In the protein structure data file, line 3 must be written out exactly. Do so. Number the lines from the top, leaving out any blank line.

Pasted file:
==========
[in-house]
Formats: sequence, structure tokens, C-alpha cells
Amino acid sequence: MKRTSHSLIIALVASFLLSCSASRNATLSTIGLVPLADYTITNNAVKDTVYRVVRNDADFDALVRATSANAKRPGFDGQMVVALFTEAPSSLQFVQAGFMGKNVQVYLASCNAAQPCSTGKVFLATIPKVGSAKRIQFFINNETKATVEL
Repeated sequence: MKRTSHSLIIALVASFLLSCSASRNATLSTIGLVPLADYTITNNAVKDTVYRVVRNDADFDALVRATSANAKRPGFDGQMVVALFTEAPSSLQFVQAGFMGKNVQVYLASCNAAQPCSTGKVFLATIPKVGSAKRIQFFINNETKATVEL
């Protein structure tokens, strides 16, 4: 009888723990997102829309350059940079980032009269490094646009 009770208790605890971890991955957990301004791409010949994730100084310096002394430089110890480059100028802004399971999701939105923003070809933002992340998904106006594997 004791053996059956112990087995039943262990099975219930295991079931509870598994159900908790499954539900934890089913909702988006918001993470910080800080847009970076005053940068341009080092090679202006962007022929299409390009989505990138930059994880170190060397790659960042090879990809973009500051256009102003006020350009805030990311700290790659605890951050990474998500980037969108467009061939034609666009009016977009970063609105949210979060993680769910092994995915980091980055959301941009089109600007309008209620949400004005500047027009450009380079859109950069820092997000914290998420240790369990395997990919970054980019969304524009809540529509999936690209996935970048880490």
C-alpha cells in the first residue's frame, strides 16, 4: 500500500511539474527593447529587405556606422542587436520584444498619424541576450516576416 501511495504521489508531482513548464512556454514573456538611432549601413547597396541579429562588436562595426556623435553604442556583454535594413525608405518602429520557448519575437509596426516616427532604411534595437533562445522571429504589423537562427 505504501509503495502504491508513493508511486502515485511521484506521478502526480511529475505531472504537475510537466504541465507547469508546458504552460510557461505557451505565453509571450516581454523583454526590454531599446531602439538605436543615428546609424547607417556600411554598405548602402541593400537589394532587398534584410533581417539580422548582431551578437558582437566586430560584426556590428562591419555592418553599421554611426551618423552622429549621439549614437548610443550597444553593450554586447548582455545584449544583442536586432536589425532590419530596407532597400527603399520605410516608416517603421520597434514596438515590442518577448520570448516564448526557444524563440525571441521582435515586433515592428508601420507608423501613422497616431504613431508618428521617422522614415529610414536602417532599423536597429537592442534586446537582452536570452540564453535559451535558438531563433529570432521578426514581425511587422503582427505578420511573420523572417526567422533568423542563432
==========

Amino acid sequence: MKRTSHSLIIALVASFLLSCSASRNATLSTIGLVPLADYTITNNAVKDTVYRVVRNDADFDALVRATSANAKRPGFDGQMVVALFTEAPSSLQFVQAGFMGKNVQVYLASCNAAQPCSTGKVFLATIPKVGSAKRIQFFINNETKATVEL